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Will you just keep funding the marketing bridge to no-where?

28 07 2009
Will you just keep funding the marketing bridge to no-where? (reviewed kb)
A common objection that arises in dealing with marketing executives is the ‘social media’ budget allocation. Social Media is still in the ‘mis-understood zone’ even though we’re making progress at light speed (thank you and not so thank you twitter). Euh, what? “we’re going to spend 20-30% of our marketing budget for social media, are you kidding?”. Obviously, they think it’s too much, they can’t see the value or they decide to throw a youngster at it…hmm. Let’s also remember that it costs at least 5x as much time to find a new customer than nurturing current ones (according to the American Marketing Assoc.). What part of the picture are they missing here? Let’s try to break it down:
Reduce waste, try the long tail: If you invest $200,000 in marketing or 10x this, proportions given to marketing activities will usually stay pretty much the same. A good 50-60% will be allocated to create stuff that won’t last. The impact of traditional marketing has a short life cycle. Worse, people aren’t fools; “infomercial” type articles just reduce their trust. Unless you are in the instant gratification purchasing cycle, relationships matter. There is now a direct bridge to your customers called social media which is relevant in both B2B or B2C environments. Use it. We know that referrals from a friend or someone in your circle of influence (professional or personal) has a stronger influence on consumer choice. It’s important to realize that any work in social media brings double benefits: First, content coming from an organization or person can be shared limitlessly (e.g. youtube video); once it sits there, it will not go away. The Internet has a bridge to the garbage, you can’t delete it anymore. More importantly, someone, somewhere, is crawling the internet to find content related to your industry (like this blog for instance) so be sure that this continue. It’s called the “long tail”. Someone will find it in 10 years. Time is an important factor in calculating a marketing ROI.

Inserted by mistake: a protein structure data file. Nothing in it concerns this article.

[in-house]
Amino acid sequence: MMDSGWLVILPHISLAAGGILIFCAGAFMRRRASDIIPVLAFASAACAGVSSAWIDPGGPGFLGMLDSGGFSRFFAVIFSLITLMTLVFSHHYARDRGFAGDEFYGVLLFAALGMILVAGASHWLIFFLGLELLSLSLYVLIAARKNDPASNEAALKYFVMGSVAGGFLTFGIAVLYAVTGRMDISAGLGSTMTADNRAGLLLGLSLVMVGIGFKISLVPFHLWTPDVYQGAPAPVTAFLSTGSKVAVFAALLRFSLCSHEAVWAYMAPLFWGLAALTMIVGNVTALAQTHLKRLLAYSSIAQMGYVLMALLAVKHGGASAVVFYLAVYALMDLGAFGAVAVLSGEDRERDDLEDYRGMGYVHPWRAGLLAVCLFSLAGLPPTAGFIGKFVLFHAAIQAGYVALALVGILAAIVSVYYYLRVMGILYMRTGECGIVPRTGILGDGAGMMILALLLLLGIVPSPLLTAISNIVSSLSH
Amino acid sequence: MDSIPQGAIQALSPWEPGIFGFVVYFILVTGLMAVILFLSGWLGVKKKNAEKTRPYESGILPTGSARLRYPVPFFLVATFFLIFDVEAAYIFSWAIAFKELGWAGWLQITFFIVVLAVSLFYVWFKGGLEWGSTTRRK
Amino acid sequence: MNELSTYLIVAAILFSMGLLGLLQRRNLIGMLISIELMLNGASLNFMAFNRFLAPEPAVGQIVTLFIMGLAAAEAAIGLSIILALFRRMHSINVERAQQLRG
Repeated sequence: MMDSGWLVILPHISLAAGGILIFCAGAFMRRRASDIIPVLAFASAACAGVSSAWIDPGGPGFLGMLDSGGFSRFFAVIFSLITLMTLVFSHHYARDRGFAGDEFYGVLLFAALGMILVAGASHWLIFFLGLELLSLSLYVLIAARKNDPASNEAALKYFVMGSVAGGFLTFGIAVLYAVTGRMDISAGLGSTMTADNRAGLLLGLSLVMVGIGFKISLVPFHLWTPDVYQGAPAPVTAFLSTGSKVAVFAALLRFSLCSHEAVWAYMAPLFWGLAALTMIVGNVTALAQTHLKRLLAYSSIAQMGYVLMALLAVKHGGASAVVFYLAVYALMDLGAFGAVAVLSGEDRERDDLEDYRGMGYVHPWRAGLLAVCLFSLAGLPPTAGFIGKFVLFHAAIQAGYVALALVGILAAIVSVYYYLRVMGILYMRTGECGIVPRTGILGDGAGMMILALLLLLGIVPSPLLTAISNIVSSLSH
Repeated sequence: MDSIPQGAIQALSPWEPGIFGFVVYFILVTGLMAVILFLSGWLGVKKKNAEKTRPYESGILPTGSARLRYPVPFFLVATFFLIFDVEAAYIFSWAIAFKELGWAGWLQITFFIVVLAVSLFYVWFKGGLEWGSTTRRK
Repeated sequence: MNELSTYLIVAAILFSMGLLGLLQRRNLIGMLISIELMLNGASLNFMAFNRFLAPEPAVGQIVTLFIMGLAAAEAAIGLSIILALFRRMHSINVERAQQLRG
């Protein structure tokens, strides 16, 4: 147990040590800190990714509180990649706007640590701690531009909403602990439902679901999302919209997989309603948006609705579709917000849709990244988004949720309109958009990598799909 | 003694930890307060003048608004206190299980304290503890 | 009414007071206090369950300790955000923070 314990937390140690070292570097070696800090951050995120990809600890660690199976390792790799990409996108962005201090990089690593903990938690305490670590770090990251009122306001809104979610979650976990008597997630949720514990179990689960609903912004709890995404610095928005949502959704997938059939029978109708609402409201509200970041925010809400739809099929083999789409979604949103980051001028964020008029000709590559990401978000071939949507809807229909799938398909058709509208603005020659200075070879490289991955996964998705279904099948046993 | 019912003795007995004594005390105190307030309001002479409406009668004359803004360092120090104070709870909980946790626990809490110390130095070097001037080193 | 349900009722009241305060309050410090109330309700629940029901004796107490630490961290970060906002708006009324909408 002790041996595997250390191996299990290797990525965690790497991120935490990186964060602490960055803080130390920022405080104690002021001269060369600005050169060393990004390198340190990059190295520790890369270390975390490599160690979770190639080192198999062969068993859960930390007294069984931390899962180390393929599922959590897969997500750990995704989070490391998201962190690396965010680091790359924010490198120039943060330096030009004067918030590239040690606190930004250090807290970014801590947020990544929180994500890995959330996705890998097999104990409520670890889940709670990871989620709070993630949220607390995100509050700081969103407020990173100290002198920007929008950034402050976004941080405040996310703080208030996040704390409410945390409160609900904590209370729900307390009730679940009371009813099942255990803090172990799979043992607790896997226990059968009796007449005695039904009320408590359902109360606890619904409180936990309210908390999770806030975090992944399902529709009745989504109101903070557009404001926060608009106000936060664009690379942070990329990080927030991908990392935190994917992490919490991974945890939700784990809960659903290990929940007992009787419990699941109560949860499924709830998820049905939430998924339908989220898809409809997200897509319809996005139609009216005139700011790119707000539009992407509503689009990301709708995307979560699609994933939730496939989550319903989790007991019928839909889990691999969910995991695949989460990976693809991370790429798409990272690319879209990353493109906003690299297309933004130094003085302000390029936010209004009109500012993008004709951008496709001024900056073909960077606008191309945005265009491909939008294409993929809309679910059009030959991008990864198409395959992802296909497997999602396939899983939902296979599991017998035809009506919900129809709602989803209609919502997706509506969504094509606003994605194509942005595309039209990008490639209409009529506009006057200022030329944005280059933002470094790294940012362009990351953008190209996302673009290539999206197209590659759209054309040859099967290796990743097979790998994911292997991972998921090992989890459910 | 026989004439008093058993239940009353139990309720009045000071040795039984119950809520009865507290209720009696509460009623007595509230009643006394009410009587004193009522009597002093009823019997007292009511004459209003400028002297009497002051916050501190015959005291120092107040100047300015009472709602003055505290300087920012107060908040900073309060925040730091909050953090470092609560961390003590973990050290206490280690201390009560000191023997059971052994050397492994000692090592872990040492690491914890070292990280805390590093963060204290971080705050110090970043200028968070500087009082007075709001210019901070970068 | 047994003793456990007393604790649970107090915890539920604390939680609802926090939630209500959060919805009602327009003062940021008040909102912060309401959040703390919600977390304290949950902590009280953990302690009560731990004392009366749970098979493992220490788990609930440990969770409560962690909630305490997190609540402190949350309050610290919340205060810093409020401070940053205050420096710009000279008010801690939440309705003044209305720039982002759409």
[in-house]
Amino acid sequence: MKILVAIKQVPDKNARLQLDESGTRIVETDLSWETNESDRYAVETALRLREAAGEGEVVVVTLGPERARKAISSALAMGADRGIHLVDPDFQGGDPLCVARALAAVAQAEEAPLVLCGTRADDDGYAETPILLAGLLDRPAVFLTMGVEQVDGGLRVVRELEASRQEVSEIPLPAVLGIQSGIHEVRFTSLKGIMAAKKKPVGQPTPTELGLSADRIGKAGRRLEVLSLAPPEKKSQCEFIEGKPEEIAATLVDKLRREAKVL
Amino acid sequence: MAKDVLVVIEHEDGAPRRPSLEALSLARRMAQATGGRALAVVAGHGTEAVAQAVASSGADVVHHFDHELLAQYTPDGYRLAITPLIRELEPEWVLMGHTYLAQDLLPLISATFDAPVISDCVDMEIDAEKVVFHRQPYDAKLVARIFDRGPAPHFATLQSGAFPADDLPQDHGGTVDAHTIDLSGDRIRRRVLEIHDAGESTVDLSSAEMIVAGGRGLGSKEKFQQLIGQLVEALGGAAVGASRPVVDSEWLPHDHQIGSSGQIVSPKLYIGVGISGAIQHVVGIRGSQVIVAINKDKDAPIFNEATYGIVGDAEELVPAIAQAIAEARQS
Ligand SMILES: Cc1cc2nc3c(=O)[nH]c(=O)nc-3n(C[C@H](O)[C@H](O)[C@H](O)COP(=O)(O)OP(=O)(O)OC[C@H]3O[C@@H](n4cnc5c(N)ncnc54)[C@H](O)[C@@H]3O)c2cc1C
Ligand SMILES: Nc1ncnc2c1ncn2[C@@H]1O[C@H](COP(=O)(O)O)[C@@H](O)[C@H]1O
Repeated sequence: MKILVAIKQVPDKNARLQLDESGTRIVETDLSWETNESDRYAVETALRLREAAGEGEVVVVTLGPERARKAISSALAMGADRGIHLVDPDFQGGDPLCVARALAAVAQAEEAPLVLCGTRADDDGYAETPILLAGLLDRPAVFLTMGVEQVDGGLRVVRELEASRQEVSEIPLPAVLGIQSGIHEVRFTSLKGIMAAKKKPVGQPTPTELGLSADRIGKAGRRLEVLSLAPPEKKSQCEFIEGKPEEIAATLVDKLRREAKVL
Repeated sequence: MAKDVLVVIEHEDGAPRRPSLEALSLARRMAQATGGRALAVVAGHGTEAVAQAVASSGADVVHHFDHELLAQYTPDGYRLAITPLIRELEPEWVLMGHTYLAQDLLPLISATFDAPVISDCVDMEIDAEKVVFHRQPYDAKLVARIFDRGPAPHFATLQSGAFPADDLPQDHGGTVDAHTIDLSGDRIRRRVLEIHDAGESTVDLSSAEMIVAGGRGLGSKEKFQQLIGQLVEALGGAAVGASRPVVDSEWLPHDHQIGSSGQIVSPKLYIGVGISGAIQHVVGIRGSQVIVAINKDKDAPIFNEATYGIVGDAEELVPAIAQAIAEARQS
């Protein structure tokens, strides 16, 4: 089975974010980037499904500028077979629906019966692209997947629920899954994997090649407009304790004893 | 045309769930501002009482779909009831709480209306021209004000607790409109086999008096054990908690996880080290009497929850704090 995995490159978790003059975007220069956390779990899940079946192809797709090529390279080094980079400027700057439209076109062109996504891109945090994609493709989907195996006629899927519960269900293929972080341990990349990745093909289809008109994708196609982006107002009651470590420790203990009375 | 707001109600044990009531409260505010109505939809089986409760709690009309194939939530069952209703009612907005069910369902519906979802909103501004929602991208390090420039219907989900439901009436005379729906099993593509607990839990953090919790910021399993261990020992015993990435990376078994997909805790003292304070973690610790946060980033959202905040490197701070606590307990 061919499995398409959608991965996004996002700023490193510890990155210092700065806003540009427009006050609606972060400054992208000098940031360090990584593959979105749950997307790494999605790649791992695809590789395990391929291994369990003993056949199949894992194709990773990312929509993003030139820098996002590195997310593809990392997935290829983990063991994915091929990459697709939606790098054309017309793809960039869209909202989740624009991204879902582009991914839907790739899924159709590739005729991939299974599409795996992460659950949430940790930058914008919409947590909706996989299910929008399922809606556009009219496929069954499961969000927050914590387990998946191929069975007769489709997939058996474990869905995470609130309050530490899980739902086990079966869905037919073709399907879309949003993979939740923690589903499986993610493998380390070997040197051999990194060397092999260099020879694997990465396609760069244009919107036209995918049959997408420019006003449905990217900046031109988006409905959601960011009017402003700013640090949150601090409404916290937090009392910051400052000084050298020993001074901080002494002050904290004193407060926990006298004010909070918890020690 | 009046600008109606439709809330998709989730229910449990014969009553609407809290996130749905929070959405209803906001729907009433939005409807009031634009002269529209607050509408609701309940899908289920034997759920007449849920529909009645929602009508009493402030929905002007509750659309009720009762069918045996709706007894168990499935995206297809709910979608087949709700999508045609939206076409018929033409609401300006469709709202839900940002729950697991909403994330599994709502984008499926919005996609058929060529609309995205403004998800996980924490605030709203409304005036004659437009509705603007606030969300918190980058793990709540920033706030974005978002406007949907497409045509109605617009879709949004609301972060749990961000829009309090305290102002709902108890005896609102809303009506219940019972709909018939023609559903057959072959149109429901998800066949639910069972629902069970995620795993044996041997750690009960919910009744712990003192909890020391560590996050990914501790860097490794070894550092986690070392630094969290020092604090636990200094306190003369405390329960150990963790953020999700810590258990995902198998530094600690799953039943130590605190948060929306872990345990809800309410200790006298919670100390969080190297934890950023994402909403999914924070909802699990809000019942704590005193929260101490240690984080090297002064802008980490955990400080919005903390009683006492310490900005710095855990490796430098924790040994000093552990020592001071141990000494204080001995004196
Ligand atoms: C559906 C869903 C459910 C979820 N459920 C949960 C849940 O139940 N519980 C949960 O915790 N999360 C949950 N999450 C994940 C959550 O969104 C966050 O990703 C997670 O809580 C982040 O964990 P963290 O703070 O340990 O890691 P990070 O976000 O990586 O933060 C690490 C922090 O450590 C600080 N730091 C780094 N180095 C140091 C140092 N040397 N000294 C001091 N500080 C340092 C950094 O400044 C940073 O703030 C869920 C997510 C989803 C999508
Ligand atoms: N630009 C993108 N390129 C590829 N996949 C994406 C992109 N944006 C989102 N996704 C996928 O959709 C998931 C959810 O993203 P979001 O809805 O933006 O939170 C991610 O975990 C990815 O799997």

Invest in your customers:
Zappos was just sold to Amazon.com for doing just that: Personalization and customer service have been rooted within the company since 1999, no wonder why they are an acclaimed social media power house. It fits them like a glove. Your customers are still your biggest asset. I know you’ve closed them already but they have way more value than they used to have. Your customers are certainly the strongest link of your long-tail strategy. I feel it should part of any social media plan to find engaged customers and work with them. Word-Of-Mouth has finally been given adequate tools and this works both ways 🙂 Positive Mentions: good for you, find your brand ambassadors, generate more buzz about it. Negative Mentions: Learn from it, engage with them, turn it to your advantage. No mention on social networks: Your biggest nightmare, you’re fading away.
Relevancy VS Propaganda: